which serves to prove the saying true, that ‘where there’s muck there’s brass’.

Brass = money.

©Jane Paterson Basil

Red

carrot-33625__340Why do people walk so slow,
Ain’t they got no place to go?
They won’t let me forge ahead –
a mist descends in specks of red.

They strut along with bags and thighs,
then turn and look me in the eyes.
A gap appears, but far too narrow
to fit the smallest autumn marrow.

They gasp to see their small mistake
and every inch they quickly take.
“Let me past,” I boldly cry,
“or face a deadly duel, and die.”

They pay no heed, but mockingly
slow their pace and grin with glee.
I face them with my trusty carrot,
but turnip tops are all they’ve got.

Do you think I have no chance
as I begin my fighting dance?
“Why, two on one?” you brashly say;
I’ll give you two on one today.

They stand their ground, and face me bravely.
My carrot makes them into gravy.
My goodness, what a sorry sight…
I raise my carrot, take a bite.

Rage and vengeance; both are red –
it’s time to hurry home for bed.

©Jane Paterson Basil

Candid Camera.

This is just a quickie, if you’ll pardon the pun…

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She couldn’t resist what she saw
when she gazed at her brother-in-law.
He slipped her a key
thinking no-one would see
through a solid wood bedroom door.

But sometimes walls contain eyes
that record our deceit and our lies.
Their passion was brief
and their randy relief
preceded a nasty surprise.

A candid camera had caught ‘er
doing what she didn’t aughta.
her behaviour so lewd
was what started the feud
with her mother’s other daughter.

.

©Jane Paterson Basil

What’s That Word?

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Every day I rouse myself to almost write a rhyme,
it almost works almost well, almost every time.
I almost have an idea, I almost have a theme,
I almost have the words to fit into a tidy scheme.
It drives me almost crazy that I can’t finish it,
and almost every word I write looks to me like…

I’m searching for an epithet to end my little rhyme,
but now my mind is empty; it happens every time.
A goblin must have gobbled up every clever phrase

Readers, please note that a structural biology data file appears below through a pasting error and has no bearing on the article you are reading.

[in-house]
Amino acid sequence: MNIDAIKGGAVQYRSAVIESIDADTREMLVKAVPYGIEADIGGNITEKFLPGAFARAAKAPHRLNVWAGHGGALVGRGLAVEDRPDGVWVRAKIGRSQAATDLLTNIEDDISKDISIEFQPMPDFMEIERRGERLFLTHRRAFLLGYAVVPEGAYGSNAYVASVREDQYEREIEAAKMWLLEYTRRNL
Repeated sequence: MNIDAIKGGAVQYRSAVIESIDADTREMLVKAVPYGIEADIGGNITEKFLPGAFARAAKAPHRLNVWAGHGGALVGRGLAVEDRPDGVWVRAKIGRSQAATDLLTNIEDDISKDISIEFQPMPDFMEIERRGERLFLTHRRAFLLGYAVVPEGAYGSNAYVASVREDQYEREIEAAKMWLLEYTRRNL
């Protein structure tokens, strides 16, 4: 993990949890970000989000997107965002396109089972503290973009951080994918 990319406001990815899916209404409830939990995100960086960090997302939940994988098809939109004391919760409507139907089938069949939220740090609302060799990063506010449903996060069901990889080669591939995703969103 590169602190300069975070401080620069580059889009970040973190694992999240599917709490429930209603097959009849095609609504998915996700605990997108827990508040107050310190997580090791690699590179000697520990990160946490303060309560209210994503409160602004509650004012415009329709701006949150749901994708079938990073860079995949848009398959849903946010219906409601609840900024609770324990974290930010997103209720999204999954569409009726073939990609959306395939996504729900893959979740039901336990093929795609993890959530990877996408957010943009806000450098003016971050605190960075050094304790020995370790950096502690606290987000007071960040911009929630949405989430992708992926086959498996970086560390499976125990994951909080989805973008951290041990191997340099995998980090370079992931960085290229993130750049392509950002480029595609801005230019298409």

and perfect words have been mislaid within a foggy haze.
I search my mind for useful nouns as in this chair I sit,
but everything I come up with, turns out to be…

armpit?
counterfeit?
Split?
ill-writ?
Unfit?

Am I missing something obvious…?

©Jane Paterson Basil

Celebrate your Legs

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Some of us are weak kneed, knock kneed, knuckle kneed,
dreaming of much nicer knees, knees that are nobble-free,
knees that never creak, or no knees at all.
We’d not need knees if we were lacking legs,
but if our legs dropped off we’d be heading for a fall;
so we all want legs, and without our knees
our poor old legs would be stiff as pegs,
good for little more than standing tall.

The shape and the size and the state of our thighs
may be sore to the eyes, but a word to the wise –
some of us may agonise, may disguise or try to downsize,
thinking them too wide or too pied, but they help us to stride
down the roadside, hillside, wayside, on any side and every side,
waggling our backsides, or gliding like a bride.

Shins are pretty thin, their bones sit next to skin
sensitive to irritating scraping and scratching,
low furniture abusing them, banging them and bruising them,
at every opportunity, but they’re streamlined for sprinting.

Calves are often floppy, they may be thick or thin,
they often swell in places where you want them to go in.
If they get too flabby our jeans may be a squeeze,
while skirts can swing and rise up in a sudden gusty breeze,
revealing all our bulgy bits, and that is not much fun,
but the chub will turn to muscle if we regularly run.

Ankles are all angles, and at risk from hockey stick,
which with a careless swing, can deal a painful clip,
they’re delicate, and sensitive to every graze and bruise,
and when ambushed by a table leg, they usually lose.
But they’re worth all the pain and the occasional sprain,
as the moment they recover, they’re in action again,
helping you to balance and lifting up your feet,
while twisting round to steer you up and down the street.

Legs may be lanky, flabby, lean or even beautiful –
however they may look, they are usually dutiful,
taking you to places far too narrow for a car;
from bathroom into bedroom – then to ballroom or to bar.
They’re useful on a bicycle if you want the wheels to turn,
and if you didn’t have them it would cause you some concern.
You cannot do the can-can without a working pair,
and for roamin’ in the gloamin’ there’s nothing to compare
with your legs, whether hairy, freckled, ugly or glamorous —
and they prove to be an asset when yer man is getting amorous;
You can wrap ’em round or lay ’em flat or bend ’em at the knees,
or contort them in whatever way the two of you may please.

To celebrate your legs, play some music, have a dance,
jump and hop and wiggle while you still have got the chance.

I wrote this poem a few months ago for a friend, to include in a book she was writing about legs, which has just gone to print.

©Jane Paterson Basil